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Moore offers $3.75 million to fund at least 1,500 storm shelters through American Red Cross program

Moore residents affected by the May 20 and May 31 tornadoes have first priority in receiving a grant to help build storm shelters
by Kyle Fredrickson Modified: January 23, 2014 at 5:00 pm •  Published: January 22, 2014

— The city of Moore is using a $3.75 million grant from the American Red Cross tornado relief effort to fund the purchase and installation of at least 1,500 storm shelters for local residents.

The ShelterMoore program runs until Feb. 28 and is aimed to offset the cost of building safe rooms by as much as $2,500 per homeowner.

Those whose homes were destroyed or experienced significant damage in the May 20 or May 31 tornadoes will be given first priority.

Gayland Kitch, Moore's director of emergency management, said the process of setting up and approving the grant occurred over several months. But now that the program documents have been finalized, Moore residents in need of a storm shelter will get the help they need.

“The American Red Cross received a lot of monetary donations from people all over who wanted to help the folks in Moore by funding safe rooms,” Kitch said. “Fortunately, we had the experience of doing similar things through FEMA in the past.”

Eligible candidates for the program must be the homeowner and resident of a single-family residence located within Moore city limits. The location must be the homeowner's primary residence.

Moore residents should go to to see if they meet guidelines. They can then register for the program at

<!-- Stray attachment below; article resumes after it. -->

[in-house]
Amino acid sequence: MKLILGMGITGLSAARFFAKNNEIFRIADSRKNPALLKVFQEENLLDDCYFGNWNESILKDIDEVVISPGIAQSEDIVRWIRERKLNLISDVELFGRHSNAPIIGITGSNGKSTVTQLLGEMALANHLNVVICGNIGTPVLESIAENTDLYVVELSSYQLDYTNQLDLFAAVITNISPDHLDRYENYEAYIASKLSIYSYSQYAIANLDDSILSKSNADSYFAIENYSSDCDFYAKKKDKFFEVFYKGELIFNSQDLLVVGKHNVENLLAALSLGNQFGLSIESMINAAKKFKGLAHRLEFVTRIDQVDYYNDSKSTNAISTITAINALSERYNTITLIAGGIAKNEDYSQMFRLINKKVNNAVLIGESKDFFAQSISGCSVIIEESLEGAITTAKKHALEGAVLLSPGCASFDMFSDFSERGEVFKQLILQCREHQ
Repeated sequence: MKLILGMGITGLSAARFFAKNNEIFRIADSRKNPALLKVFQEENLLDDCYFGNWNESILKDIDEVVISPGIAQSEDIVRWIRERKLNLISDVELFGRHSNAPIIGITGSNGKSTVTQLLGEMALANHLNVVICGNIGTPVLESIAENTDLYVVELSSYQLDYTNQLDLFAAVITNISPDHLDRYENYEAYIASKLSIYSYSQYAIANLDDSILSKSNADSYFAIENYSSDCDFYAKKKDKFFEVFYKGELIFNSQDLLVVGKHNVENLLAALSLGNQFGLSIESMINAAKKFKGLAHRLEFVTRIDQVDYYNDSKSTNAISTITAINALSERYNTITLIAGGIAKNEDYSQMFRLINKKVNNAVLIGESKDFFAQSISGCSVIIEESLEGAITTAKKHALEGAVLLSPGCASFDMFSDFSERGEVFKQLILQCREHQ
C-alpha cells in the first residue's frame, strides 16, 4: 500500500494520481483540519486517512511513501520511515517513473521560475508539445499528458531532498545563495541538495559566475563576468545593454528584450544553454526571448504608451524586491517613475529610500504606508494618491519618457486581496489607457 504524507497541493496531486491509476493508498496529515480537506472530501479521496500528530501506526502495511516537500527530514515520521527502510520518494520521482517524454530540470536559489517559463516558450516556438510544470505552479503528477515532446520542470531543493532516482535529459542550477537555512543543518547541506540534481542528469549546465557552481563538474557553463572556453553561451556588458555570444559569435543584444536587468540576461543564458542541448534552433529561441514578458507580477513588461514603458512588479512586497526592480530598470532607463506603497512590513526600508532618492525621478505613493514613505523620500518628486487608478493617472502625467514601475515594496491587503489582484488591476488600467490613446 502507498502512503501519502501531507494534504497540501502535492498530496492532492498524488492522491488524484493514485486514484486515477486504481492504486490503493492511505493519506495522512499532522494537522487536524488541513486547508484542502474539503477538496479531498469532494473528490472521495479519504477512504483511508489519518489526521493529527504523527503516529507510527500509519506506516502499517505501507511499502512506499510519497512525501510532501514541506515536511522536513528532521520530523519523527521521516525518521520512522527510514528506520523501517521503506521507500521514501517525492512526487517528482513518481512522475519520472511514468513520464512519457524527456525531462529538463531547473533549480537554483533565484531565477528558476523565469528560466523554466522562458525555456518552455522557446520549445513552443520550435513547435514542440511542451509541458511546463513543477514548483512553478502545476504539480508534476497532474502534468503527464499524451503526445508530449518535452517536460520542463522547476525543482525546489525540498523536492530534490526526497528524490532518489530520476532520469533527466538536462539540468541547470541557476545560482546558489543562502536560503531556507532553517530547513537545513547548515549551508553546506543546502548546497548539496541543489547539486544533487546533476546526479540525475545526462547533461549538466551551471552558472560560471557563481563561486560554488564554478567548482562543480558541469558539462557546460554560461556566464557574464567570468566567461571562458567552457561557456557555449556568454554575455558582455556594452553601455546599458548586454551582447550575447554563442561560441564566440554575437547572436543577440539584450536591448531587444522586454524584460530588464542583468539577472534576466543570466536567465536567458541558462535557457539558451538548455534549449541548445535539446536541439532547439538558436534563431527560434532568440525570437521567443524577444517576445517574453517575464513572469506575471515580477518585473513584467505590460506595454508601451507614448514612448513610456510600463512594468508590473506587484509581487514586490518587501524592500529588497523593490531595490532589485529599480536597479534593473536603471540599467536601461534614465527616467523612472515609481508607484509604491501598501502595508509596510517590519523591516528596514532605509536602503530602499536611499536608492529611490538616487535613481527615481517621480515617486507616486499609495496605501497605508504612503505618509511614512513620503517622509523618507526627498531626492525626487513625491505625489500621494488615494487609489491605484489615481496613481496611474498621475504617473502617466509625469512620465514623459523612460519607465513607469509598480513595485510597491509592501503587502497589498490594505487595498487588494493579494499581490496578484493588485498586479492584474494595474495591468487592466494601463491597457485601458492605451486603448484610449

Moore residents who are already registered for SoonerSafe do not need to sign up again. First-time users register online and provide basic information on a questionnaire to determine eligibility and priority.

Tami Didlot, 48, applied for the program. Her home in Moore, located a half-block from Veterans Park, was leveled by the May 20 tornado. Didlot has since had a storm shelter installed on her property and is about eight weeks away from her home being move-in ready at its original location. She said her shelter is eligible for a rebate.

Didlot said the application process was easy and she's hopeful the program can help offset the $2,800 cost for her in-ground concrete shelter — a safety measure she had not taken before the May 20 tornado.

“I feel like I'm fortunate from the standpoint that I'm well insured and a lot of my loss is covered,” she said. “But a lot of it is not covered. Anything that we can get to help us definitely takes that burden off. It's been a little bit of a challenge.”

Kitch said he hopes the program is another steppingstone toward a complete rebuild from tornado destruction in Moore.

“A lot of our residents already have safe rooms,” Kitch said. “We had 2,500 homes that had safe rooms on May 20, but this will increase that significantly.”

by Kyle Fredrickson
OSU beat writer
Kyle Fredrickson became the Oklahoma State beat writer for The Oklahoman and in July 2014. A native Coloradoan, Fredrickson attended Western State College before transferring to Oklahoma State in 2010 and graduating in 2012. Fredrickson...
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